Super User is a question and answer site for computer enthusiasts and power users. It's 100% free, no registration required.

Sign up
Here's how it works:
  1. Anybody can ask a question
  2. Anybody can answer
  3. The best answers are voted up and rise to the top

I just installed Ubuntu 10.04 LTS server on a old desktop PC with a dual port network card I would like to use as router for my home network. How do I have to set up the interfaces so that the internet connection is passed through the server?

share|improve this question
up vote 2 down vote accepted

The first step when configuring Linux as a router is to enable IP forwarding:

$ echo "1" > /proc/sys/net/ipv4/ip_forward

Now the OS can route packets between interfaces.

Next use iptables and netfilter to create traffic rules.

I would suggest that you use a front-end to iptables and Netfilter in order to configure your router and manage the interface rules and policies.

If you prefer a GUI then see some of the other helpful answers on this page.

If you would like to hack at the command line and experience the true power of the Force, then try the excellent Shorewall front-end to iptables and netfilter which will allow you to easily configure your router straight away. Yet, as you learn more about routing Shorewall will allow increasingly fine-grained configurations and packet level network flow control.

The shorewall package is available in the Ubuntu repositories (choose either the shell or Perl package). The Shorewall site has great documentation and helpful tutorials for a multitude of scenarios. The basic 2- or 3- interface examples should get you going.

share|improve this answer
I'm trying to set up shorewall as well. If I follow this approach, do I need to set up all NIC's in /etc/network/interfaces first? The shorewall docs simply don't mention it at all. Some other tutorials do show it. I spent a couple hours yesterday trying to get 12.04 happy with this file and gave up after playing the rebooting guessing game basically ruled out everything I tried. (I tried some router distros but I need something complex.) – Paul Jul 26 '13 at 15:00
@Paul Ubuntu's Network Manager is probably trying to control those NICs and overwriting the /etc/network/interfaces and /etc/resolv.conf files. Yes, you will have to configure the NICs at OS level prior to configuring shorewall. I suggest you install ubuntu-server distro or uninstall network-manager – venzen Jul 28 '13 at 11:19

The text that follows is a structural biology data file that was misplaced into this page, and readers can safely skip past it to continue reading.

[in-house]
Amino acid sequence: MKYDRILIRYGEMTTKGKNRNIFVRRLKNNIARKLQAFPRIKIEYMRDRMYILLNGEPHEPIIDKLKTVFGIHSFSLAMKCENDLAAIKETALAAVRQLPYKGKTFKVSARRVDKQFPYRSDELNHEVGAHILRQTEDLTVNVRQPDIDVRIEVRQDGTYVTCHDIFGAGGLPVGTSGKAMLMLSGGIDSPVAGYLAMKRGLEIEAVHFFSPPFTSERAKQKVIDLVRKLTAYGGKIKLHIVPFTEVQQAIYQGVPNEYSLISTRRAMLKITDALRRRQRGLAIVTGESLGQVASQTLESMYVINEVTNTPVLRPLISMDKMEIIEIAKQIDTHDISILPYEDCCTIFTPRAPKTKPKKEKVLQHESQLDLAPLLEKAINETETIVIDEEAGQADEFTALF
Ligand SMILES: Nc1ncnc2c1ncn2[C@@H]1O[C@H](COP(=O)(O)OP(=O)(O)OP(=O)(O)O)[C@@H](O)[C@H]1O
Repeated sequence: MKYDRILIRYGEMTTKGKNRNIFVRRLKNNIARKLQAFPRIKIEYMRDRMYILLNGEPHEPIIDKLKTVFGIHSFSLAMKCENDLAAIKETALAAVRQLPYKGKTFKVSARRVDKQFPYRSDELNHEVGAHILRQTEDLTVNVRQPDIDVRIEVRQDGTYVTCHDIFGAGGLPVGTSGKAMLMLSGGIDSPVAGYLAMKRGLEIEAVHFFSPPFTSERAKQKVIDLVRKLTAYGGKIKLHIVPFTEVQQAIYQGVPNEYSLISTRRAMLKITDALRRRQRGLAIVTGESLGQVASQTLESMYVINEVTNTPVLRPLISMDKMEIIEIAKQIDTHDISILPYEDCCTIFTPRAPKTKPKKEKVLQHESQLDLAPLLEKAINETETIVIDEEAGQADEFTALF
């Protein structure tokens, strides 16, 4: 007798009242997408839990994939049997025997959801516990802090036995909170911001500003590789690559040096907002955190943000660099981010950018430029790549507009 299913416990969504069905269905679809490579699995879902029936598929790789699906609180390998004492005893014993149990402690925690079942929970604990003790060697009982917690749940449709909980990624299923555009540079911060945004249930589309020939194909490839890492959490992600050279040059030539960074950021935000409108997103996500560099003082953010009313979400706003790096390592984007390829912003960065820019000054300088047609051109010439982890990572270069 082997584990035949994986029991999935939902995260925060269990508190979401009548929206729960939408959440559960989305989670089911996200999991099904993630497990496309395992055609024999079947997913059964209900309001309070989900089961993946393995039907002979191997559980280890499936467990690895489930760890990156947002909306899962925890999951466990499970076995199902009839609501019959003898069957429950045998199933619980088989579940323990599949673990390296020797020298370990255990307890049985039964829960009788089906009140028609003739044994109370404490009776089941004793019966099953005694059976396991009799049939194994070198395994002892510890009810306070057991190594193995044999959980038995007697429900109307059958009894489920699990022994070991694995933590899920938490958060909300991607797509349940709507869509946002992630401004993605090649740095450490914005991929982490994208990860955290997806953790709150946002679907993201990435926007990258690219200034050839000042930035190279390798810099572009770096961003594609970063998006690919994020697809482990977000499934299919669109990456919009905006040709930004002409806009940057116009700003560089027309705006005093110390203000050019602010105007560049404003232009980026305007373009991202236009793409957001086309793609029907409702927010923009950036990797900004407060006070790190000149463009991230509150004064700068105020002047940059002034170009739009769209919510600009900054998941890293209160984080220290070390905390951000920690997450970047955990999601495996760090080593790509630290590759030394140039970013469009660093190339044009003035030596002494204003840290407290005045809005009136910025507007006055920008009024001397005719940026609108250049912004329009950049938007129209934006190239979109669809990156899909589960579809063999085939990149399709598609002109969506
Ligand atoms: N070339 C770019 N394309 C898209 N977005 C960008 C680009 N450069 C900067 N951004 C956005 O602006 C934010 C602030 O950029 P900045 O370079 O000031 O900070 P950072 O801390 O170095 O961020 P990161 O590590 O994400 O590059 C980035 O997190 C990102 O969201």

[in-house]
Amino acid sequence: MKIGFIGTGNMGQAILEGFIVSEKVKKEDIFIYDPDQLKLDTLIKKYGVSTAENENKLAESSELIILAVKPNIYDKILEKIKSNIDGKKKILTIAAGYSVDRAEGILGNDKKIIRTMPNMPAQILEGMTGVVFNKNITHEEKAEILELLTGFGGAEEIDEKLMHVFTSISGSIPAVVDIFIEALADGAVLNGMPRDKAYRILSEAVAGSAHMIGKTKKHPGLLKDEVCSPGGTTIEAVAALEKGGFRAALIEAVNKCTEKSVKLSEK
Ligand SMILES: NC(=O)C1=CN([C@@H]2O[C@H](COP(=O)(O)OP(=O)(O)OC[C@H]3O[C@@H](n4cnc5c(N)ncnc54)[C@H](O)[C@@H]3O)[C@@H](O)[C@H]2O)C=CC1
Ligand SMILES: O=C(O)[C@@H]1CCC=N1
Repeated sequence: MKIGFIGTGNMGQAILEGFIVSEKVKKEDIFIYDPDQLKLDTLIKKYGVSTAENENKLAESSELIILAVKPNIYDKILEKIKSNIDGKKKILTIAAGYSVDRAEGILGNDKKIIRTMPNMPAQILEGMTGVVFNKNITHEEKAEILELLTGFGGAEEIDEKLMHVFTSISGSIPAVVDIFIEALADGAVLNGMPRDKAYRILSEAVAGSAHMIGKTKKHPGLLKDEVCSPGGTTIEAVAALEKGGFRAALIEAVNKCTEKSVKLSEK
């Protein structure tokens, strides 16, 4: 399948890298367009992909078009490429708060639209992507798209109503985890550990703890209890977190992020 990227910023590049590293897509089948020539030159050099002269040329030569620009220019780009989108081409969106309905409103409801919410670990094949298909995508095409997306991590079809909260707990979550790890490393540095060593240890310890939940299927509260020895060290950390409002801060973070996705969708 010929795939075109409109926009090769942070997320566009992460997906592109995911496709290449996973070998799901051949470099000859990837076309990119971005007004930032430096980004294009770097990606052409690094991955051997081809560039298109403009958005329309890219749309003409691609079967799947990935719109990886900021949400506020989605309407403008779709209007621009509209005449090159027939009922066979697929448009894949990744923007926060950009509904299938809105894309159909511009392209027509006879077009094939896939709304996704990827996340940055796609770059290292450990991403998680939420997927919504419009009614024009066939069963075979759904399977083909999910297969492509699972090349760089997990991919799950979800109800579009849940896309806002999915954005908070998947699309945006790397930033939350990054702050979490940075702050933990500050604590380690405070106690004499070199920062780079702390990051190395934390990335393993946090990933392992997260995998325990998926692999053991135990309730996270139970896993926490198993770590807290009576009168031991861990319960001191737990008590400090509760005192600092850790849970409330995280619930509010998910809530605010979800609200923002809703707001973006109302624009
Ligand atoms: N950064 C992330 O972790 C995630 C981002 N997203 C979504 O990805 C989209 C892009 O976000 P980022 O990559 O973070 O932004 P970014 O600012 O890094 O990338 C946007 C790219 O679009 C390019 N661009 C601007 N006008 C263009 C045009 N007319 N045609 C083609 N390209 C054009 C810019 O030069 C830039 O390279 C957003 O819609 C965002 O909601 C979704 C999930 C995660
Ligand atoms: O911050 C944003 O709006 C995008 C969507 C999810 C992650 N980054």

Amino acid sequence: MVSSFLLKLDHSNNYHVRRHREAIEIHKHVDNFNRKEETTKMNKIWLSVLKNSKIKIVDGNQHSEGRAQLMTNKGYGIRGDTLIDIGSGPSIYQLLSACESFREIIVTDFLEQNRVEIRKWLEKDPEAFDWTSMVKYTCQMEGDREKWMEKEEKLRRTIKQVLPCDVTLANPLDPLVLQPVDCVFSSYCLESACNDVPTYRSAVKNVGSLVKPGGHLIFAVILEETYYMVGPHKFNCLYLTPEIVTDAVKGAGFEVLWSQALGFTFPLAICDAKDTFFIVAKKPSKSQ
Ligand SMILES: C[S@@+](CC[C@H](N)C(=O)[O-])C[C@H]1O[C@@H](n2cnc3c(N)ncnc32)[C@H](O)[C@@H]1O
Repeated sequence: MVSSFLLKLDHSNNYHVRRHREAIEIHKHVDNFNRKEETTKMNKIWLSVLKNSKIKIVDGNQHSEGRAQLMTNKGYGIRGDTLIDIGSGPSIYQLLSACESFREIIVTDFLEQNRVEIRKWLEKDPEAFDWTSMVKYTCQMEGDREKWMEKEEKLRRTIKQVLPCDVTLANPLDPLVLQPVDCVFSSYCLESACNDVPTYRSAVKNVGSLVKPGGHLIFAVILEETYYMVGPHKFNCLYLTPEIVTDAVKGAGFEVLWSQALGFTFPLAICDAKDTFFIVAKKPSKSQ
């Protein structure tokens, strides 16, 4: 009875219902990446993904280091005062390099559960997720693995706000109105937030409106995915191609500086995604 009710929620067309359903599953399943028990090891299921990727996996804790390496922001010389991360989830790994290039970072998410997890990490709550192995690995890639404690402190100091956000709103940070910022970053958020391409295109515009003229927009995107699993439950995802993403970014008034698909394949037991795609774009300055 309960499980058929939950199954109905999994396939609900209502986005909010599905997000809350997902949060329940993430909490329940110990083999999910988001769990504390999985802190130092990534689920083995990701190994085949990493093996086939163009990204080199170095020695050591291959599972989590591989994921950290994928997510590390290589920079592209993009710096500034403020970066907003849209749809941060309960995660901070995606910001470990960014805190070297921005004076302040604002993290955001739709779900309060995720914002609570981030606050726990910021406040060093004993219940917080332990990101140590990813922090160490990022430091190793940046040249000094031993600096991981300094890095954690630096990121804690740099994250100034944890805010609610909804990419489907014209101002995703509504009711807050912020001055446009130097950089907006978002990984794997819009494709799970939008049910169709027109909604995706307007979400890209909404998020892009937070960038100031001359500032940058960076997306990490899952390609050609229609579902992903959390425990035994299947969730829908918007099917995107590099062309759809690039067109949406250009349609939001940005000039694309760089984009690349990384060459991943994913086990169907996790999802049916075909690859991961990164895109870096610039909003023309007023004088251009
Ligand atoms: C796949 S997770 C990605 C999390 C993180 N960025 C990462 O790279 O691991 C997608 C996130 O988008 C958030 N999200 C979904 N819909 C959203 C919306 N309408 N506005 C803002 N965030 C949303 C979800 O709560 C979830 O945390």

this should help (with or without NM): <…; – venzen Jul 28 '13 at 11:24
Thanks! I got it working. – Paul Jul 31 '13 at 21:12
@Paul mind sharing what the issue turned out to be and how you solved it (briefly) ? – venzen Aug 3 '13 at 9:16

The easiest way would be to use iptables. Have a read on iptables over on the Ubuntu community site. You could also use something like firestarter for a nicer GUI experience.

Personally, I would recommend using a dedicated gateway distro such as ipcop, m0n0wall or an all-in-one system like ClearOS or Untangle. It would simplify the management of the firewall as well as offer you quite a few other features (also, with simplicity built in).

share|improve this answer
Thanks for the answer! The only problem I have at the moment is that the other network interfaces (three in total, two on the two port network card and one integrated into the mainboard) are not listed under /etc/network/interfaces. How can I get them to be listed? They were correctly shown during setup of Ubuntu. – wowpatrick Dec 30 '11 at 0:40
@wowpatrick I think it would work to your advantage to make a whole new question since that's completely different than the question posted above. Try the Ubuntu Stack Exchange site: – Wesley Dec 30 '11 at 3:18
Thanks! Will do that! – wowpatrick Dec 30 '11 at 15:40

Your Answer


By posting your answer, you agree to the privacy policy and terms of service.

Not the answer you're looking for? Browse other questions tagged or ask your own question.